The Los Angeles Board of Airport Commissioners approved the environmental impact and compliance reports Monday, September 21st for the reconfiguration of the Tom Bradley International Terminal at Los Angeles International Airport (LAX).

The reconfiguration plan, known as the Bradley West Project, is one of the improvements included in the LAX Master Plan. The project calls for new concourses to replace existing ones; the addition of nine gates to the west side of the terminal to supplement existing gates on the east side; and addition of secured concourses between Terminals 3 and 4 and the Bradley Terminal, ensuring passengers with connecting flights do not have to pass through security screening again.

Other elements of the project are renovation and modernization of portions of the existing Bradley Terminal and the relocation of existing Taxiways S and Q and a vehicle service road that connect the north and south runway complexes.

“Today’s action by the board is a cornerstone of the work to build international facilities worthy of the LAX name,” Los Angeles World Airports Executive Director Gina Marie Lindsey said. “A world of international travelers and the airlines who serve them have now come a giant step closer to the delivery of one America’s premier international gateways.”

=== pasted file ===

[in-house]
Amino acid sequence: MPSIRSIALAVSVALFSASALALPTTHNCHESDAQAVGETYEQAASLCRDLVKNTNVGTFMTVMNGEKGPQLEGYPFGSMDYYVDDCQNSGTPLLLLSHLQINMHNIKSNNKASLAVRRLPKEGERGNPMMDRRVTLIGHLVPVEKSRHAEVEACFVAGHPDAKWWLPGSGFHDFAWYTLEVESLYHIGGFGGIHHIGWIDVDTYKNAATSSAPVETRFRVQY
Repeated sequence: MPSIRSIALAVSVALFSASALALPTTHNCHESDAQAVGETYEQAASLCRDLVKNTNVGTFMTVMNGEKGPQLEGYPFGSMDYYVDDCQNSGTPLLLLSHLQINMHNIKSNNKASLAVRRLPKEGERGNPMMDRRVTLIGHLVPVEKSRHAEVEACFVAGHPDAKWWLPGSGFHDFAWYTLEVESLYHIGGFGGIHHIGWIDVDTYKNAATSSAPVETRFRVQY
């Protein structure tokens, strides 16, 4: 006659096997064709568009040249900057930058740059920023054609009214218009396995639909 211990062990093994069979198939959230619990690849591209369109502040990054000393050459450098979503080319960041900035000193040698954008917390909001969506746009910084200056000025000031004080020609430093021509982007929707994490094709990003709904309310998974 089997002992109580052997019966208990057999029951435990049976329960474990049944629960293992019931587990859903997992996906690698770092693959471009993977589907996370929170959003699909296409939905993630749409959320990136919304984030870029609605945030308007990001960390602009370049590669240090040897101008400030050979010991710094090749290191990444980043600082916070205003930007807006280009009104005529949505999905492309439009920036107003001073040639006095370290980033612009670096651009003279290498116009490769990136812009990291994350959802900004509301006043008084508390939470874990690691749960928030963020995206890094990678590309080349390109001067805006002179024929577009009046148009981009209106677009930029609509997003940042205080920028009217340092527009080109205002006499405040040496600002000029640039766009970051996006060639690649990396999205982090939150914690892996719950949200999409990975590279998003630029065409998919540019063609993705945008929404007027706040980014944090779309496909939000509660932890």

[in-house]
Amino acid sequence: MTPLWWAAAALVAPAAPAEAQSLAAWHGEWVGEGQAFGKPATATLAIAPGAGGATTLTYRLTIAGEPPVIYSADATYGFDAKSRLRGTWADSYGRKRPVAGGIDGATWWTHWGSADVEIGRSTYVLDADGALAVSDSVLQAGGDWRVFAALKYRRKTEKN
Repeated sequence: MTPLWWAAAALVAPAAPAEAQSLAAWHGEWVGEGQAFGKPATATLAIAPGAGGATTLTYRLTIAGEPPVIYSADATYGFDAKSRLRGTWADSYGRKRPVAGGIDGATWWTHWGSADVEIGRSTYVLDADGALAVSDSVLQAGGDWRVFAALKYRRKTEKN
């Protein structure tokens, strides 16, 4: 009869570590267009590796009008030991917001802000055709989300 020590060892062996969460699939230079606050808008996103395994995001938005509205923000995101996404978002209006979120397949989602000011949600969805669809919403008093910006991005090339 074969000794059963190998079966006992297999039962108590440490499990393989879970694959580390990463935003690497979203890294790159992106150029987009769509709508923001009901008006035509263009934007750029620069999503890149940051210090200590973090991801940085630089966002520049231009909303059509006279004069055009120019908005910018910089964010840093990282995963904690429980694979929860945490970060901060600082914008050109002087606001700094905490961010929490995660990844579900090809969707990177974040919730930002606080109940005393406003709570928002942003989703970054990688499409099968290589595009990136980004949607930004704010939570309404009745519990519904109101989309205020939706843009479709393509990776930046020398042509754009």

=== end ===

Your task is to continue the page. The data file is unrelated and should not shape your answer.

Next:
Specifically, the Airport Commission certified the environmental impact report (EIR) for the Bradley West Project, and adopted the LAWA executive director’s LAX Plan Compliance Report, the Statement of Overriding Considerations, California Environmental Quality Act (CEQA) findings, and the project’s Mitigation Monitoring and Reporting Program.

The project is subject to City Council approval.

The Bradley West Project includes several gates specifically designed to accommodate new-generation aircraft such as the Airbus A380, Boeing 747-8 and Boeing 787, with features including multiple passenger loading bridges for each aircraft, larger passengerlounges/holdrooms, and wider taxiways and aircraft tarmac areas, airport officials said.

The project is expected to provide a substantial number of construction employment opportunities and regional economic benefits, including the need for construction goods and services associated with a large capital improvement project, officials note.